It's not like the past 16 years were awesome from an economic standpoint for the averge American.



posted on Dec, 21 2017 @ 01:32 AM
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a reply to: Vector99

I do not hold with your assumption about how the new tax law will affect me.

As for the remainder of your post, it will not require an act of Congress to raise personal income taxes in ten years. It will take an act of Congress to prevent it. The same is not true for corporate taxes.



posted on Dec, 21 2017 @ 01:34 AM
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originally posted by: Phage
a reply to: pavil




The main goal in the near term is making sure the economy doesn't go into a historically overdue recession or downturn.


Overdue?
We have been recovering from a very major recession for the past 6 years.
When were we "due" for another?


Look at it historically. economic expansions

Economic expansions don't last forever, even the weakest one we've had in GDP terms getting out from the housing bubble catastrophe.



posted on Dec, 21 2017 @ 01:36 AM
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a reply to: pavil

Yes. Look at it.

When were we "due" for the next recession? How overdue are we?




The main goal in the near term is making sure the economy doesn't go into a historically overdue recession or downturn.



edit on 12/21/2017 by Phage because: (no reason given)



posted on Dec, 21 2017 @ 01:39 AM
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originally posted by: Phage
a reply to: pavil

Yes. Look at it.

When were we "due" for the next recession? How overdue are we?




The main goal in the near term is making sure the economy doesn't go into a historically overdue recession or downturn.





The National Bureau of Economic Research dates expansions on a monthly basis. From the trough of the recession of 1945 to the late-2000s recession, there have been eleven periods of expansion, lasting an average of fifty-nine months.



You tell me.....how long has this latest expansion been going on?
edit on 21-12-2017 by pavil because: (no reason given)



posted on Dec, 21 2017 @ 01:40 AM
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a reply to: pavil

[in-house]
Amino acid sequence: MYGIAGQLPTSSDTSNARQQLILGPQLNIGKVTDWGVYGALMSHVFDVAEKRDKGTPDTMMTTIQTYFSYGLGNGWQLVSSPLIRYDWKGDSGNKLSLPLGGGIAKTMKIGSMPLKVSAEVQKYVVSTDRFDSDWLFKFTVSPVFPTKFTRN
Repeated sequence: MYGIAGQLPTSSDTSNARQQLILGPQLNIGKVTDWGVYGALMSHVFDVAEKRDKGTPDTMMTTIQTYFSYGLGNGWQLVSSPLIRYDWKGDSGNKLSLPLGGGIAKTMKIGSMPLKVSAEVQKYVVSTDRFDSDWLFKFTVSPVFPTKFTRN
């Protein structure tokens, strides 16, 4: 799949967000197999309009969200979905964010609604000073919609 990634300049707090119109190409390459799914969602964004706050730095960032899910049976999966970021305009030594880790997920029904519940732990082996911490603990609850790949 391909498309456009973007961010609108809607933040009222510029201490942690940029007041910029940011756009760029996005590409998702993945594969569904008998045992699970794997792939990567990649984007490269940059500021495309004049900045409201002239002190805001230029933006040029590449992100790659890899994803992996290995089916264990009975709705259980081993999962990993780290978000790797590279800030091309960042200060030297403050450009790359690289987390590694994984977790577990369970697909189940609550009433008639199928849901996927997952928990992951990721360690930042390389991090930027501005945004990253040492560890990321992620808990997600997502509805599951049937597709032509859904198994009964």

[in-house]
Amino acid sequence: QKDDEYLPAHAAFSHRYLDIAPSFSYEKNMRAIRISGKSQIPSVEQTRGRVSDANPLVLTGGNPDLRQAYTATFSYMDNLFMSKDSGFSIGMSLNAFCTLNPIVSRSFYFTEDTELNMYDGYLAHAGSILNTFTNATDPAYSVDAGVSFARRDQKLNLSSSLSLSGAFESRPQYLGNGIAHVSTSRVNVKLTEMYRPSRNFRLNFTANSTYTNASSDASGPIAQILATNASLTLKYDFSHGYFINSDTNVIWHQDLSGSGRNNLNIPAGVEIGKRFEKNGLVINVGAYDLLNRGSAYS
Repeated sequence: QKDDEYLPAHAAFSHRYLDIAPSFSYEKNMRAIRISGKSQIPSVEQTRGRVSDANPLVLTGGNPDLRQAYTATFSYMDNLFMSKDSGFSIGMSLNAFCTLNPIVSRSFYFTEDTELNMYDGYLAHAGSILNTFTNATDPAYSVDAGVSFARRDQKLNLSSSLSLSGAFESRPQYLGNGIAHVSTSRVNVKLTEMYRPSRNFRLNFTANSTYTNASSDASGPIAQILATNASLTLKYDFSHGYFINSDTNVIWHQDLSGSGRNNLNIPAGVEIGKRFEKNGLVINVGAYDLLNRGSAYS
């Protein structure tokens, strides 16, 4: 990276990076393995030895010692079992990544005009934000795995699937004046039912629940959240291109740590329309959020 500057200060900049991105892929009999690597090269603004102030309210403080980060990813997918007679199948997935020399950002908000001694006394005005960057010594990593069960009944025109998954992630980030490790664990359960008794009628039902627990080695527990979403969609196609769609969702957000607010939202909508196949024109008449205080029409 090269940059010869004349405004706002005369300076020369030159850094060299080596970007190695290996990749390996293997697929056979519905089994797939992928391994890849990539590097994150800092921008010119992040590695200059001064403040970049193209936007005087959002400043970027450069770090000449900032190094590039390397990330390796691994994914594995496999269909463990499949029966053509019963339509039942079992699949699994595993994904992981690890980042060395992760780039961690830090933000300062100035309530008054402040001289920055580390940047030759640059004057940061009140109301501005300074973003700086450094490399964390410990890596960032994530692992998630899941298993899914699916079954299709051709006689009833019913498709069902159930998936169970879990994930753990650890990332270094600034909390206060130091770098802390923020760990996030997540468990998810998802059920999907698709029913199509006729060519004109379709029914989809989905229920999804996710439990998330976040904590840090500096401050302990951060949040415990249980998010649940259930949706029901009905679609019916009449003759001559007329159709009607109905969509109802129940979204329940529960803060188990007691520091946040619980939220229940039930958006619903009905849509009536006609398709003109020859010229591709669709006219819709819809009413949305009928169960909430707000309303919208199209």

When are were we due for the next recession?
Since we are "overdue", according to you.
edit on 12/21/2017 by Phage because: (no reason given)



posted on Dec, 21 2017 @ 01:42 AM
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originally posted by: Phage
a reply to: pavil

When are were we due for the next recession?
Since we are "overdue", according to you.


Not according to me.....please look at the data. Average is 59 months you say it's been six years of expansion....do the math. There are exceptions but historically, we are overdue.
There are things you can do to delay but interest rates are already still low. That's why infrastructure spending would be a pretty solid plan.


edit on 21-12-2017 by pavil because: (no reason given)

edit on 21-12-2017 by pavil because: (no reason given)



posted on Dec, 21 2017 @ 01:44 AM
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a reply to: pavil




Not according to me


Yes, according to you.



The main goal in the near term is making sure the economy doesn't go into a historically overdue recession or downturn.



I don't see a regular pattern.
Your source
upload.wikimedia.org...

edit on 12/21/2017 by Phage because: (no reason given)



posted on Dec, 21 2017 @ 01:51 AM
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originally posted by: Phage
a reply to: pavil




Not according to me


Yes, according to you.



The main goal in the near term is making sure the economy doesn't go into a historically overdue recession or downturn.



I don't see a regular pattern.
Your source
upload.wikimedia.org...


I show you examples and suddenly it's my "proof" not the historical data?

You are usually a numbers /data kind of guy. Show me your rationale why we will keep expanding for 6 more years?

So economies just have continual expansion? I'd love for that to be the case, but that's not how it works in our capitalist economy.


Since 1970, the average expansion has averaged seventy-two months, or approximately six years. The US enjoyed ten consecutive years (March 1991 – March 2001) of uninterrupted growth in the 1990s. After Fed Chairman Volcker put a lid on runaway inflation in the 1970s by pushing the Fed Funds Rate to the high teens, the US economy expanded for nearly eight years in the 1980s. The nearly nine year-long expansion from February 1961 to December 1969 is the second longest period of growth on record. The current expansion began in July 2009 and is seventy-eight months old (6-1/2 years), longer than the seventy-two month average over the last 45 years.



Durations of Expansion & Contractions r1